File spoon-archives/habermas.archive/habermas_2000/habermas.0011, message 61

Subject: Re: HAB: Third rock from the Sun
Date: Tue, 28 Nov 2000 10:45:33 

Dear Martin,

Thank you for your clarification of several points. I wouldn't worry about 
or apologise for any under-explanation:

>Reviewing your questions, it caught my attention that I might have been
>carried away in my post of last night. Lots of insights, mostly
>unexplained... Now I'll try to stick to the clearest I can be.

This process of fusing horizons which we have engaged with actually 
illuminates quite nicely the pragmatics of communication which I think Ken 
and Steve were pointing to. There is an element of communicative endurance 
to our practical discourse.

I am not any sort of Rorty expert ( much less a Heideggerian expert) but it 
appears that the contradiction you raise here mirrors the tensions implicit 
in Heidegger's species specific *umwelt(ian)* perspectivalism.

The disagreement I would raise with Rorty stems from the unsaid 
acknowledgement that his critique of essentialism - for example - is but ONE 
OTHER world view out there in the market place of ideas, and equally liable 
to the pragmatic considerations imposed by Rorty over other philosophical 
creeds. There seem to be fairly close similarities between our positions 

>Anyhow, this is how I can very briefly put it. The contradiction I see is
>this: how can Rorty justify his position? How can he argue for his position
>being the good one? All he does is appealing to a consensus he detects in
>the community of philosophers. But that's clearly not enough, since 
>the strength of this consensus in real life, we suspect that Rorty will
>still believe in his position being the good one. But let's put this
>justification problem aside. What about his ethical grounding? Why should 
>stick only to our own community and be modest when traveling to others? It
>must be that we can say to others that this is the way to do it. But how 
>we say that and maintain our modesty at the same time? I think that most of
>Rorty's arguments in favor of ethnocentrism are self-defeating, even if I
>agree with his call for modesty and his plea for tolerance.
>So, my question was, how can we make sense of radical pluralism (where
>objectivity is out of order) without falling in Rorty's contradictions? I
>once heard an expos on Nelson Goodman that almost convinced me, so I'm
>leaving this open.


>I think it is unfair to speak about Habermas' conservatism. Conservatism of
>the Lifeworld??? That is surely a completely different sense of the term
>than what I'm used to. If this term is used to criticize Habermas, it needs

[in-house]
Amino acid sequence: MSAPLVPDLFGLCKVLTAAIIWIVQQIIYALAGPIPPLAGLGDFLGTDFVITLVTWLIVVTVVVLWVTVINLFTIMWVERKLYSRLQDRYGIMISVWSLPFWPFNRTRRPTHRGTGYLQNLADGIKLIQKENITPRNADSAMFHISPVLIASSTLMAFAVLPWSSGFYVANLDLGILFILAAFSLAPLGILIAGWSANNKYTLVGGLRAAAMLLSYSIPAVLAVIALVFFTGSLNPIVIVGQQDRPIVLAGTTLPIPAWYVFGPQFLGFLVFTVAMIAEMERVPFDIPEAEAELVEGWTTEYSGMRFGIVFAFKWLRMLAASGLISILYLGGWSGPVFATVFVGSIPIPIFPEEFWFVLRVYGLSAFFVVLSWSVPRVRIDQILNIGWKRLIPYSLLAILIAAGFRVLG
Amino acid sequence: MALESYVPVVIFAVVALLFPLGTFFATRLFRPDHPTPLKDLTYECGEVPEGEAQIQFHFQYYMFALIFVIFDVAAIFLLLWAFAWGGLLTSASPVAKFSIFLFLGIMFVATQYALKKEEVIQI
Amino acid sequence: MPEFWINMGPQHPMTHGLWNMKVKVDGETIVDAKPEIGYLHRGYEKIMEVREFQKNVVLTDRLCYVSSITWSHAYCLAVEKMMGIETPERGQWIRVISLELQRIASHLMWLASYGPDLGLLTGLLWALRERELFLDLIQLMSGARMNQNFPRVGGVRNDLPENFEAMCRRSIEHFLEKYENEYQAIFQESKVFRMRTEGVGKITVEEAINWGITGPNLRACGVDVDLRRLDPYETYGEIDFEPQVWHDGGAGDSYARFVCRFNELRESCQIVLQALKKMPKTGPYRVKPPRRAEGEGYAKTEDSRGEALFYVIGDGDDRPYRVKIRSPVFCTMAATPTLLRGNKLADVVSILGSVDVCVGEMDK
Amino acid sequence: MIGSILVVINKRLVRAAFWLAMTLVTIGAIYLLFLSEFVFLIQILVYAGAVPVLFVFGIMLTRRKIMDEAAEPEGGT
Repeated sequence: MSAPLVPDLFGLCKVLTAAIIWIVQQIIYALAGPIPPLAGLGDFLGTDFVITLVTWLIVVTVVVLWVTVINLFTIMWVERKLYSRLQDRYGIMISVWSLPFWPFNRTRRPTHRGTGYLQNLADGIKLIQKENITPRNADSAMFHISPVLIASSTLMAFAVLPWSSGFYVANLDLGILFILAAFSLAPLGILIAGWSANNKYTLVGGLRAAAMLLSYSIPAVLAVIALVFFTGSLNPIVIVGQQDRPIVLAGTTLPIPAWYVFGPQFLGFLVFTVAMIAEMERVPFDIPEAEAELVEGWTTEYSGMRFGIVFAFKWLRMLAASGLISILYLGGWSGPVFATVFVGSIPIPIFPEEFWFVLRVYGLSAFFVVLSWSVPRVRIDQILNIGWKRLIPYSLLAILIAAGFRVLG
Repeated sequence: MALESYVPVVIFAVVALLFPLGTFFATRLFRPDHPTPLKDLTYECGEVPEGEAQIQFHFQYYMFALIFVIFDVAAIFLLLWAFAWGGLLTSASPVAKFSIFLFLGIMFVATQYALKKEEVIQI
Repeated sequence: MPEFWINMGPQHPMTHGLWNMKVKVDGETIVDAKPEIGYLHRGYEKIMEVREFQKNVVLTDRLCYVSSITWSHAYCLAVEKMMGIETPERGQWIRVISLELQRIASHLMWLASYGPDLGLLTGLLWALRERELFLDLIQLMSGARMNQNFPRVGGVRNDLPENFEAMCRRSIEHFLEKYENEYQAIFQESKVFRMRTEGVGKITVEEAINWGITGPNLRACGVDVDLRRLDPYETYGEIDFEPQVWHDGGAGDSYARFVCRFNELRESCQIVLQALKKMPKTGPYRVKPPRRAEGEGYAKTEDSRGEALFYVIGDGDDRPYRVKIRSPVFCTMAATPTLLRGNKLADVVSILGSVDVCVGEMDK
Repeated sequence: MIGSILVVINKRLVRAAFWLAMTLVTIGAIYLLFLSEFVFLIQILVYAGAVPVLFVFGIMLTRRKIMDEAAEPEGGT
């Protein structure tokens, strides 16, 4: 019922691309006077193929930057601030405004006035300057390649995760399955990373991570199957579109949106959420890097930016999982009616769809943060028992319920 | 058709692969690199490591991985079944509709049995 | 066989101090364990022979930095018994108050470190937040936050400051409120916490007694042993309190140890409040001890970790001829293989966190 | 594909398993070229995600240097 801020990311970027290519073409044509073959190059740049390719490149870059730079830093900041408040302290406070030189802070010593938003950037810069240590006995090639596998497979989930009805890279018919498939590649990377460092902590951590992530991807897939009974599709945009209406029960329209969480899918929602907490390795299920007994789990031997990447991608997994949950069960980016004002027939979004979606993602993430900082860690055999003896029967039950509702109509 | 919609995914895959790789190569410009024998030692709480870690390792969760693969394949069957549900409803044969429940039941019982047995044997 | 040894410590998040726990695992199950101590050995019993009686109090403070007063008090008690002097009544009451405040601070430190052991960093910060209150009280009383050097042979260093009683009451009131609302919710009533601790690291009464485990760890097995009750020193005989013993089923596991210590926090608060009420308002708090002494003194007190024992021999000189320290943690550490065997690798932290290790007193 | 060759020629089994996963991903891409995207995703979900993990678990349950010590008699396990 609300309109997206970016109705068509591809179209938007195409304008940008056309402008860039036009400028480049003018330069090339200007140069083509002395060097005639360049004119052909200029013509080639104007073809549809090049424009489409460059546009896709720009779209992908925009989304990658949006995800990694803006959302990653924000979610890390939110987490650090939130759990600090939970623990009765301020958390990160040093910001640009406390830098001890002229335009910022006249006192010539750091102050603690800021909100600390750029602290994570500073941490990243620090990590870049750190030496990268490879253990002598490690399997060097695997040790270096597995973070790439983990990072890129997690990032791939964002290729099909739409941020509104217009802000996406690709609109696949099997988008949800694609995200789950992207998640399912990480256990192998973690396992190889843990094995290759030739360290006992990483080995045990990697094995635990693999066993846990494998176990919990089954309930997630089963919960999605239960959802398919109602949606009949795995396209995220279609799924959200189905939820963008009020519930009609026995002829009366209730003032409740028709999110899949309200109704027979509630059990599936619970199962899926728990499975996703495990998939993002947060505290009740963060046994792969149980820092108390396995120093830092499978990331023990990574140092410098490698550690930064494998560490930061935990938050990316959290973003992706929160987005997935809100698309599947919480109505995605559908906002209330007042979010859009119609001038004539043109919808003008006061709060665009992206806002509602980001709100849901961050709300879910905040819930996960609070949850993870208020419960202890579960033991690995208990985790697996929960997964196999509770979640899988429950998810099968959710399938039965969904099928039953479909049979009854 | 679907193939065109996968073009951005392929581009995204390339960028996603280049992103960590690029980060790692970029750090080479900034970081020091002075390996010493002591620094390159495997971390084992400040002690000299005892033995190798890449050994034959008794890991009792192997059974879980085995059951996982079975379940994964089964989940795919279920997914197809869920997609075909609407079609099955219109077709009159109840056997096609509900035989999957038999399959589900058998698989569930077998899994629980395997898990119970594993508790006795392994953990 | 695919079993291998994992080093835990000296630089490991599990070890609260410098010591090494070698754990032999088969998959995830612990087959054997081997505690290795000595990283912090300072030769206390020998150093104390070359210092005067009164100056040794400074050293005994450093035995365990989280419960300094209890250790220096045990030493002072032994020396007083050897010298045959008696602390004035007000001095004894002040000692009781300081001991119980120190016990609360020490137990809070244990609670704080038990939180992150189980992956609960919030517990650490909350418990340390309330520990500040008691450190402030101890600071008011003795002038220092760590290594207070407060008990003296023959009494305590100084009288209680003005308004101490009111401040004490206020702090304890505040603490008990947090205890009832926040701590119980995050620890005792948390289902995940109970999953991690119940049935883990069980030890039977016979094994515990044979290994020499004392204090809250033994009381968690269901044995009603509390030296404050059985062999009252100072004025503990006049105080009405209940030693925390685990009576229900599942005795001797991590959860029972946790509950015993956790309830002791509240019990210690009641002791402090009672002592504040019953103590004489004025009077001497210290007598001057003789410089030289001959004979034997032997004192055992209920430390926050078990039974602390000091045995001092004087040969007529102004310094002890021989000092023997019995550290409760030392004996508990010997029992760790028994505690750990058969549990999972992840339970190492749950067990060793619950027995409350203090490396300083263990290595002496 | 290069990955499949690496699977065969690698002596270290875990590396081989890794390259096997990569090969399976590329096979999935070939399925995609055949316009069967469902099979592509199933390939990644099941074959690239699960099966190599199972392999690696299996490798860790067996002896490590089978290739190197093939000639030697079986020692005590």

>a lot of qualification, because just saying that is a too easy accusation.
>Now I would agree that Habermas is much more a reformist than he was, but 
>is the world that we live in.

I guess I am merely trying to raise interesting issues here, Martin. And to 
a greater degree they are pedantic points. My apologies. On the one hand 
Habermas does appear to stand *conservatively* in defence of the Lifeworld 
against the unbalanced rationalisation by the Systemworld media of money and 

On other hands (sic) he will use the term *conservative* ( as in the Young 
Conservatives)in a perjorative manner.

Again my interest here lays in Habermas's characterisation of the dynamics 
of social evolution, the role played by social movements, as well as the 
role played by the production of (critical) social theory in the development 
of newer normative structures. This is why I find the _PDM_ such a 
fascinating collection of essays. The polemical tone of Habermas's responses 
to Derrida & Foucault - which is presaged in the _TCA_ - begs all sorts of 
questions about how Habermas would suggest we identify which available 
social learnings are better than others.

I realise this is simplistic, however, the thrust of Habermas's dispute with 
Derrida and Foucault, for example, is as much reliant upon the exposition of 
immanent contradictions within their *philosophies* as it is on the 
usefulness of their analyses to the promotion of political agendas engaged 
in the corruption of traditional communicative practices.

I am given to wonder whether a case cannot be made that Habermas 
transgresses his own standards of discourse rationality here. As well this 
returns me to the point of earlier posts on the trialling by intense 
examination of competing social-theoretic paradigms, which Habermas has 
regularly engaged in, and which reminded me of Popper's evolutionary 

I realise this is a cheap shot, but JH's point here is a philosopher's 
insight. That is, a philosopher can make a very good case that communication 
proceeds on the basis of the rationality immanent to our linguistic 
practice. In the practice of practical discourse the *seldom redeemed claim 
to reason* is pretty much NEVER considered. Can it be said to be taken for 
granted IF no one (other than mad Habermasians & Apelians) recognise its 

>First, it is effectively the way we work, that we make certain
>presuppositions in order to communicate...


>But I wonder if the hypothetic argument does not
>make things look interesting: *if* one uses language communicatively, 
>he has to make certain presuppositions.


>It is about a structure that we design, and no
>essence/necessity/nature/controversial metaphysics or whatever has to >be 

Again Martin, I am in need of a degree of further explication ( my 
apologies). Who are the *we* in the above quote. Is is a post-conventional 

Thank you

Matthew Piscioneri

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